Edited by Aleksi Mäkilähde, Ville Leppänen and Esa Itkonen
[Studies in Language Companion Series 209] 2019
► pp. 29–68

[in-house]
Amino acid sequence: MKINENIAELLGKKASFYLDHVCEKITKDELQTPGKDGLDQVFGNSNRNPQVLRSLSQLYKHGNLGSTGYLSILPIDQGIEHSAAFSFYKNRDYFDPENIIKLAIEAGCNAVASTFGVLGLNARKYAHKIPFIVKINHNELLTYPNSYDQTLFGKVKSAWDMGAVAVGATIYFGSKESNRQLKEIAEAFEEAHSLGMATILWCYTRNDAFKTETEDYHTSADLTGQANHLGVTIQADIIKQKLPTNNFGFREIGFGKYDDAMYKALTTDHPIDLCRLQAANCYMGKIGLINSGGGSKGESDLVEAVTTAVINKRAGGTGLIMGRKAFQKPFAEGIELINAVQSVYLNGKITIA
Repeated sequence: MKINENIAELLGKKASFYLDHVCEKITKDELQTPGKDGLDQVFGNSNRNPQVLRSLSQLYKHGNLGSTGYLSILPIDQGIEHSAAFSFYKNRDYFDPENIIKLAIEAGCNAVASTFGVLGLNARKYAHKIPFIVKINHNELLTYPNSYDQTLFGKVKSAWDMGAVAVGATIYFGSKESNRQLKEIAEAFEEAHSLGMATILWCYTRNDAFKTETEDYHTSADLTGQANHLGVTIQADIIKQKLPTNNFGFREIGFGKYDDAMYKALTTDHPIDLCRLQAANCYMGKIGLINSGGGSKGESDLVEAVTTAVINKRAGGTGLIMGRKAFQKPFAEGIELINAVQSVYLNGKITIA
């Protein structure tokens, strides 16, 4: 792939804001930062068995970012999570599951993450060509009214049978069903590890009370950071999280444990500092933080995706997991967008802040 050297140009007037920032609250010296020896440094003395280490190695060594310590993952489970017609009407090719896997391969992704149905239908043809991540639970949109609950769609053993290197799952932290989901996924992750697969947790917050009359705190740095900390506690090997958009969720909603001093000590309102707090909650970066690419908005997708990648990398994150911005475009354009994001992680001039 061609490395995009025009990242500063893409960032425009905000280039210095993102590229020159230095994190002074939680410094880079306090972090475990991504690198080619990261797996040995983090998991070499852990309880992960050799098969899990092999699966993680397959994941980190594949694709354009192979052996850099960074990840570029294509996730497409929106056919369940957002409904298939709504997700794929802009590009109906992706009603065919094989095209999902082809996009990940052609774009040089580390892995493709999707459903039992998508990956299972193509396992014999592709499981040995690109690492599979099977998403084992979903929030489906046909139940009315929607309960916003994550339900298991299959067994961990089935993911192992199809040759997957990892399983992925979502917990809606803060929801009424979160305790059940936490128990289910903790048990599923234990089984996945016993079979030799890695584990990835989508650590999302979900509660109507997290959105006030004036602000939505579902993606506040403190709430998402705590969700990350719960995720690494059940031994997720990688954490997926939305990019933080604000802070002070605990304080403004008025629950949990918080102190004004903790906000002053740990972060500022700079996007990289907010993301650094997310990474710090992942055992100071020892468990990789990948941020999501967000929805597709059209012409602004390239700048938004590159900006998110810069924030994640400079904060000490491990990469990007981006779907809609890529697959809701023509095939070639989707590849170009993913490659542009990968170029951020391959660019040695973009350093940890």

Wherever a mistake can be made, there is a corresponding norm. Normativity is divided into correctness and rationality. These two dimensions are independent of each other, as shown by the fact that rational actions can be performed by speaking incorrectly, and irrational actions can be performed by speaking correctly. The aim of this chapter is to discuss the scope of both aspects of normativity. The main focus is on the pervasiveness of normativity in linguistics, exemplified here in particular through linguistic semantics and the use of explanations in the field of ‘causal’ linguistics (e.g. psycholinguistics, sociolinguistics, diachronic linguistics). In addition, it is shown that normativity permeates such broader areas as scientific activity in general as well as our everyday lives.